Sellers and Buyers are Scared

Buyers and Sellers are scared, and how society feels has a real effect on the market. Mayor Cuomo of New York, which is the epicenter of the Coronavirus Pandemic, said something to this affect. He said he doesn’t believe we will go back to normal. We’ll get to a new normal, but we’ll never get back to the normal of yesterday.

In the context of real estate, it’s not necessarily the virus that people are scared of, but the effect that it’s had on their communities and local economies. If a buyer decides they don’t want to buy a house anymore because they are worried about a recession, that fear doesn’t just go away because the virus went away. That fear will linger. If a seller decides not to sell because prices have come down, it could be a long time before prices come back or they come to terms with the new market.

When you add up all the anxiety of the buyer and sellers in the market, it ultimately leads to a cooling off in the real estate market.

People Have Lost Their Livelihood

Of course, we are not all in the same boat, some industries have been relatively unaffected or even benefited from the pandemic. People in the public sector are for the most part still working, or at least getting paid. However, many parts of the private sector are suffering.

Social distancing has hurt many businesses, particularly local small businesses that rely on customers to physically visit their brick and mortar location. Restaurants, Bars, Cafes, Shops, specialty stores and others have all seen their patronage disappear.

Massive numbers of people have been laid off as a direct result of the Coronavirus pandemic and social distancing orders. The damage has been done and will undoubtedly have a long-lasting effect. People who were looking for a new home just a month or two ago, are now looking for a new job while their bills eat through the down payment they had saved up. This kind of thing can take several months, if not years, to recover from.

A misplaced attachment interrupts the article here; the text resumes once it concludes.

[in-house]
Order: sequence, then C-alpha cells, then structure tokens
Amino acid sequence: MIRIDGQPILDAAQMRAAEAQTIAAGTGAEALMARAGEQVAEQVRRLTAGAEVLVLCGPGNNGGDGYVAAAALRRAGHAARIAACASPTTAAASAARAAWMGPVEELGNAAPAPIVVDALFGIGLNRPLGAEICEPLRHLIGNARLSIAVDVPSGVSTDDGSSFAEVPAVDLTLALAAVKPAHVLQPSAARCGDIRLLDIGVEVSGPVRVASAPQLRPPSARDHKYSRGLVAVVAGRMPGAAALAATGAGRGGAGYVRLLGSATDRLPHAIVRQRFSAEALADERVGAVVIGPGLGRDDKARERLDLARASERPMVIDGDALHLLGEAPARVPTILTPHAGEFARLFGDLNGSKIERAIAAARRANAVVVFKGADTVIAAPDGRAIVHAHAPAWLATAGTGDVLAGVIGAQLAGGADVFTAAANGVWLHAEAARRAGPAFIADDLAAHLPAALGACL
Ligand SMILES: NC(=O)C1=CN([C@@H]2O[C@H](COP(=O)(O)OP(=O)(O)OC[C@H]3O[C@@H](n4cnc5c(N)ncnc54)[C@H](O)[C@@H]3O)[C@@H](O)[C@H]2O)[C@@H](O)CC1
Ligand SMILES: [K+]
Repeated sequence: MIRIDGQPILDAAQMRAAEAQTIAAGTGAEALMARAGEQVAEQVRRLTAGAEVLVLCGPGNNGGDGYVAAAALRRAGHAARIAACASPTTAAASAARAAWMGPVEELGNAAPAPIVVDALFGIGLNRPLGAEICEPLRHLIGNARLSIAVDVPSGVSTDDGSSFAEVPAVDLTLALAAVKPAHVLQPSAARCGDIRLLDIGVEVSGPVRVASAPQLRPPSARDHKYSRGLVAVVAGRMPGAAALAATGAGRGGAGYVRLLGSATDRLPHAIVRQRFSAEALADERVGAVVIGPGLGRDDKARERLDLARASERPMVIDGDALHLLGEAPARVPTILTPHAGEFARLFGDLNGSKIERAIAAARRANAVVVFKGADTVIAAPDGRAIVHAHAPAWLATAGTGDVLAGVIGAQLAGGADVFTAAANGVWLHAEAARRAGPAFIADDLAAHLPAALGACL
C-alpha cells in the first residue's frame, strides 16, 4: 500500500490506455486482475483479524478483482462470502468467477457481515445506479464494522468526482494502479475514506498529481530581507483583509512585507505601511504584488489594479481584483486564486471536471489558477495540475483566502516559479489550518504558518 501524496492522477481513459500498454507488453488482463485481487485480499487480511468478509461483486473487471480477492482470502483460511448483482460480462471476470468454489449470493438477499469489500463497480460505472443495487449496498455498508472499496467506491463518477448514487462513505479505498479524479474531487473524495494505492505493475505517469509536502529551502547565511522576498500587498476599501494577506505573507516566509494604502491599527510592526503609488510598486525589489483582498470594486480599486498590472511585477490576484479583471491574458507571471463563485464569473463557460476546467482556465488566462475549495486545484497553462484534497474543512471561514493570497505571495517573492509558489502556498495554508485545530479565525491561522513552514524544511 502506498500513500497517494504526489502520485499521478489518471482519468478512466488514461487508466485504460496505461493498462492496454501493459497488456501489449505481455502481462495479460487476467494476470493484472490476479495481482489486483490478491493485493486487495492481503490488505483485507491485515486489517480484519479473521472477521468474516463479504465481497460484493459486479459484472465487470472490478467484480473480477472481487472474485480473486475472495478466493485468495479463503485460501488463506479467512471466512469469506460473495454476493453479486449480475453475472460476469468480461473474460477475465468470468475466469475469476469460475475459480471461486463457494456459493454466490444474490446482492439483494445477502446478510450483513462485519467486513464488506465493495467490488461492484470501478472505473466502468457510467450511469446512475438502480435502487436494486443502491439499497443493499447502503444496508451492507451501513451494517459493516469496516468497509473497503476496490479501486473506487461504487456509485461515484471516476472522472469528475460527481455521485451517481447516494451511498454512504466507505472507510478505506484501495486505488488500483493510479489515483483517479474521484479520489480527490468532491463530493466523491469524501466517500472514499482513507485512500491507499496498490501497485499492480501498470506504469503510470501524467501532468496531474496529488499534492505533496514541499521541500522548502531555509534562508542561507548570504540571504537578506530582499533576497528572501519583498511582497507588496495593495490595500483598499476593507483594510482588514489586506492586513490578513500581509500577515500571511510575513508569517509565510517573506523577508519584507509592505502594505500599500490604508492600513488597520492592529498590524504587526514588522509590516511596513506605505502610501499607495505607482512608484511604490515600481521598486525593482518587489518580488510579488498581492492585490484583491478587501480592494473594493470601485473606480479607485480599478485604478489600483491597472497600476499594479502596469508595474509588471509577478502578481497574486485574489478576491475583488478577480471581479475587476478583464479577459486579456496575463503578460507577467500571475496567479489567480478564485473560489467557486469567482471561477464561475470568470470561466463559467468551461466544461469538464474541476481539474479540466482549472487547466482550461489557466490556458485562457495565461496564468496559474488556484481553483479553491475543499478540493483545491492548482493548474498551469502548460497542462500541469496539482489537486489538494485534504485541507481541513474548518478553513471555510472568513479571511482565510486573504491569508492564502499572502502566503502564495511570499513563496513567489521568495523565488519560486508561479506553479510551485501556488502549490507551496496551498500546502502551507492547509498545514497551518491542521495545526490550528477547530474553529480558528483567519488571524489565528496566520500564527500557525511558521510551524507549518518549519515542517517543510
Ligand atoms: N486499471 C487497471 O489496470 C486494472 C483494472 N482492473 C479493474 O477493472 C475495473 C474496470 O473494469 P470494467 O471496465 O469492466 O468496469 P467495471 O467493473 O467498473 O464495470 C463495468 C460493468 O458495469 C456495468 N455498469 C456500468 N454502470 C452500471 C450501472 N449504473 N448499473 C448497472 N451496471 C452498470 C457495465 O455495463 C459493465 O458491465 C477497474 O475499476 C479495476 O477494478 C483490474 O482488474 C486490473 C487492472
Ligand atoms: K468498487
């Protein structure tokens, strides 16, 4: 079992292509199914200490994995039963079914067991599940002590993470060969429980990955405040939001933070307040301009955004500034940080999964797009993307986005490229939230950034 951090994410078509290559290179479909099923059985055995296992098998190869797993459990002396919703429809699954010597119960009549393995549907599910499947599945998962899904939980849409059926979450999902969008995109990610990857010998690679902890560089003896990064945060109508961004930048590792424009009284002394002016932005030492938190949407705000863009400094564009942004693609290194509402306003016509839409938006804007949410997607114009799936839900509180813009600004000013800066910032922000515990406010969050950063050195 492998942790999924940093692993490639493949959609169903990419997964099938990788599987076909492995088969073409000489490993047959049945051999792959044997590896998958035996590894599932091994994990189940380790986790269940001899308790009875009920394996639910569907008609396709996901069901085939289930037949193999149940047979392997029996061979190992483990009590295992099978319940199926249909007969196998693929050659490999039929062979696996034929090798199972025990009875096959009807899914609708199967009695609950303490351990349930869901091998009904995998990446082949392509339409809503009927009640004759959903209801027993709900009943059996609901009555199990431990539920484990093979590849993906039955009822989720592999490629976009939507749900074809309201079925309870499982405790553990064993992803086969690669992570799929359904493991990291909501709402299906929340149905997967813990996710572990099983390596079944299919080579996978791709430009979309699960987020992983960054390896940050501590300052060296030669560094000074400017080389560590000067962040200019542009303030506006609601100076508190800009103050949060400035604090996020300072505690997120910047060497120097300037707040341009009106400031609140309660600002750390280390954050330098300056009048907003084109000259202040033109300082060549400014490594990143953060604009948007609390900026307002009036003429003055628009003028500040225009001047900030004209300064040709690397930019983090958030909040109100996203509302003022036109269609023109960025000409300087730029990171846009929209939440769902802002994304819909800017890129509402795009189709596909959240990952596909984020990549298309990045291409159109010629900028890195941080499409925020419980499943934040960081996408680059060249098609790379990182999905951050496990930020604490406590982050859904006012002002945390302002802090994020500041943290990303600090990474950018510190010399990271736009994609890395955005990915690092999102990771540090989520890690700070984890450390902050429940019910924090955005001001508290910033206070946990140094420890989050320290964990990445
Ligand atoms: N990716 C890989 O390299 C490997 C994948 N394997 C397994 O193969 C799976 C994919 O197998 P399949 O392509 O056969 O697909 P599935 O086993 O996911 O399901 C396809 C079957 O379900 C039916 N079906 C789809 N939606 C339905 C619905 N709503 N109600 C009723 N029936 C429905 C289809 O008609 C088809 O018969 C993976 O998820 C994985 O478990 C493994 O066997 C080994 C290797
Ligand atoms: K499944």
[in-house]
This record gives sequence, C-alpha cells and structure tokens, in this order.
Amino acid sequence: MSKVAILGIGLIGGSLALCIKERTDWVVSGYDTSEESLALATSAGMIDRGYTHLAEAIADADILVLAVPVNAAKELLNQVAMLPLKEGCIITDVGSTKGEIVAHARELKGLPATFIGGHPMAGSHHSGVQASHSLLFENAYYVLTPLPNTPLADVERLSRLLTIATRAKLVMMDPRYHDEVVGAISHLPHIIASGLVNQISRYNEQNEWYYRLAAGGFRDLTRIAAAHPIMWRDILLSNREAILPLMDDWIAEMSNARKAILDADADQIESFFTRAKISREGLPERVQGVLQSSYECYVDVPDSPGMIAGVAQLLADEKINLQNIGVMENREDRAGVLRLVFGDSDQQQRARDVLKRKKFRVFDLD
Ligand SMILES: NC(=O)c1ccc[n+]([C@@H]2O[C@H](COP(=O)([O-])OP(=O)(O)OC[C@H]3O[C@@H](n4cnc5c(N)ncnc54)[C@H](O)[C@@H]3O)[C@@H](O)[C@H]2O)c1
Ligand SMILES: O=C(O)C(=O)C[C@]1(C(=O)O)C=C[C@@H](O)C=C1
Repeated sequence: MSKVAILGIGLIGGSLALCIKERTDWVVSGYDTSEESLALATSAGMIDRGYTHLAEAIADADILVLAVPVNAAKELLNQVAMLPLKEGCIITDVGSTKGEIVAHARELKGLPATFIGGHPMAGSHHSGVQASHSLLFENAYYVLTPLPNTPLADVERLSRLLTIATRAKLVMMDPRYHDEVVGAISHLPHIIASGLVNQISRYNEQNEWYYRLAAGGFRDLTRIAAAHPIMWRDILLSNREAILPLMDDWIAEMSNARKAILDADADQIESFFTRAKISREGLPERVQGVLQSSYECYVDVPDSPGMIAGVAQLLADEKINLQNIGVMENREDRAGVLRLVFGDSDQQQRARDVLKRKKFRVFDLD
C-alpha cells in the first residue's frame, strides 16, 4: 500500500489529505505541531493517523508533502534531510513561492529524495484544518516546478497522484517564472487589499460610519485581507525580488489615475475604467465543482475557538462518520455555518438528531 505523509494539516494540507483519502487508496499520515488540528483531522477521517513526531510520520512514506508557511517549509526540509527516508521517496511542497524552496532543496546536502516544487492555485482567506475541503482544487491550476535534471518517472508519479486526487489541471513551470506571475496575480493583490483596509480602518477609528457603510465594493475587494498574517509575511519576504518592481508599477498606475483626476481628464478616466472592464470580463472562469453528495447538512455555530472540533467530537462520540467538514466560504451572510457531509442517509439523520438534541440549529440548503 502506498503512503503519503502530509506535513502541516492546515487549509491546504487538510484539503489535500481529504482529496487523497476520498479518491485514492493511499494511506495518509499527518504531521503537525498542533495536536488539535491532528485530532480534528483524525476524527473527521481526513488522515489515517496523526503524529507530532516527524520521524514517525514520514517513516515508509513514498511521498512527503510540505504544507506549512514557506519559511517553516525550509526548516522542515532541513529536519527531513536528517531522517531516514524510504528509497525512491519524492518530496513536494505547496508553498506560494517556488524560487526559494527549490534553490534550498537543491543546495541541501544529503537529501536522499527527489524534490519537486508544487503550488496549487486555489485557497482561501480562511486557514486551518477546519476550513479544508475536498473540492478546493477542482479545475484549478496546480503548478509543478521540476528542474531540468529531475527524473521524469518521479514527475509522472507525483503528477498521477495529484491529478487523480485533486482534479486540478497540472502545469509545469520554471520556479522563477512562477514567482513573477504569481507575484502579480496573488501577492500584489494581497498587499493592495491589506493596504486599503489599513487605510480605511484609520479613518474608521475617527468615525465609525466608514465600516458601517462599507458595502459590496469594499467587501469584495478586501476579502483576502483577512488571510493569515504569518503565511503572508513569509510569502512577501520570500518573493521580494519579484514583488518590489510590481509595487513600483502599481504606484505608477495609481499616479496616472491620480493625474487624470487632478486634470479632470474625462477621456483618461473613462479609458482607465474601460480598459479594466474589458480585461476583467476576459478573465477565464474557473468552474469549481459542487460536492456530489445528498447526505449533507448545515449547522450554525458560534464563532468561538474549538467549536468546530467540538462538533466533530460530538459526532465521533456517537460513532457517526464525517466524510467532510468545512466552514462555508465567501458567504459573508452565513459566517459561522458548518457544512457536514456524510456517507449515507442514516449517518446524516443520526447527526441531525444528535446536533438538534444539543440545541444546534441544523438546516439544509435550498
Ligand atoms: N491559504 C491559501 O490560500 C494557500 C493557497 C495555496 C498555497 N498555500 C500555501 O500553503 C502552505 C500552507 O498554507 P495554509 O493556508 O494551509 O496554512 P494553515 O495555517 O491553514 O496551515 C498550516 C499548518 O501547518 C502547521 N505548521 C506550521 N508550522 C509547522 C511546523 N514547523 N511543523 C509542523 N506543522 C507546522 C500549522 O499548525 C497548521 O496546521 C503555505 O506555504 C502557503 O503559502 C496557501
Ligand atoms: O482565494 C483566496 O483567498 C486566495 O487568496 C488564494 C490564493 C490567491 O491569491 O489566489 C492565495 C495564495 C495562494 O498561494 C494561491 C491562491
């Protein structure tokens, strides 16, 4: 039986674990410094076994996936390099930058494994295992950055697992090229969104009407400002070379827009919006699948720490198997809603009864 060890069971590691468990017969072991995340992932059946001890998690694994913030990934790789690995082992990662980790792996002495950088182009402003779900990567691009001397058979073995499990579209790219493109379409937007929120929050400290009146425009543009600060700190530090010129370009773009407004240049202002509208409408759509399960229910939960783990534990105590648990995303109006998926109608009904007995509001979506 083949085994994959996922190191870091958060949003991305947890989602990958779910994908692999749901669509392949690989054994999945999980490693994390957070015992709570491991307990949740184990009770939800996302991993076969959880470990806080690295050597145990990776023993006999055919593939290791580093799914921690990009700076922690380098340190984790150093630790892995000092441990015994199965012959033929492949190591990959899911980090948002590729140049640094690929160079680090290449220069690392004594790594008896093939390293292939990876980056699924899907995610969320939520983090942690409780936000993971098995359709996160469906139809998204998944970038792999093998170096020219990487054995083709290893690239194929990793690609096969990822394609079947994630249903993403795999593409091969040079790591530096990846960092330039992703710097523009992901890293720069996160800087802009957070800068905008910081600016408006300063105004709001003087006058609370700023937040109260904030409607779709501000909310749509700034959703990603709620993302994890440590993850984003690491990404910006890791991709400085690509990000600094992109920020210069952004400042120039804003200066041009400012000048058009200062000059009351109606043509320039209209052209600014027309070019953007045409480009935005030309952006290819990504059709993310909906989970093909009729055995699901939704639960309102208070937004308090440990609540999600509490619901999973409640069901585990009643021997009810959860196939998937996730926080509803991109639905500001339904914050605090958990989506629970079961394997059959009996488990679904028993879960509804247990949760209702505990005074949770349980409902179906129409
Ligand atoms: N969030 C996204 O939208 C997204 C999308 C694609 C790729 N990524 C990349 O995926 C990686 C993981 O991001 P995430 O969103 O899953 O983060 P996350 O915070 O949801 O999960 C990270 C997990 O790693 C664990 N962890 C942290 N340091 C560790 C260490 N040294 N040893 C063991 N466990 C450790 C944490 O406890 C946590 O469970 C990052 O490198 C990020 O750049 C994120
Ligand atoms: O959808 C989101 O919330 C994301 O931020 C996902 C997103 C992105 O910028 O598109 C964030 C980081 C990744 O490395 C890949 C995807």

Good News for Buyers

It’s not all doom and gloom, there is some silver lining in all of this. It is now a great time to be a buyer!

Buyers Finally Have Some Leverage

We have been in a strong seller’s market for years that was fueled by low housing inventory. However, due to the current pain in the real estate market, qualified and willing buyers are actually in short supply.

In the past several years, buyers have almost always found themselves in multiple offer situations when attempting to buy a house. However, right now the tables appear to be turned. If you were to look for a house to buy this month, you would have almost no competition. So, for the first time in years, buyers have found themselves in a strong negotiating position.

Money is Dirt Cheap!

Interest rates are lower than they have ever been. This should be music to your ears if you are a real estate buyer that plans to get a mortgage. Borrowing money today will cost much less than it would have if you borrowed money at any other time in history.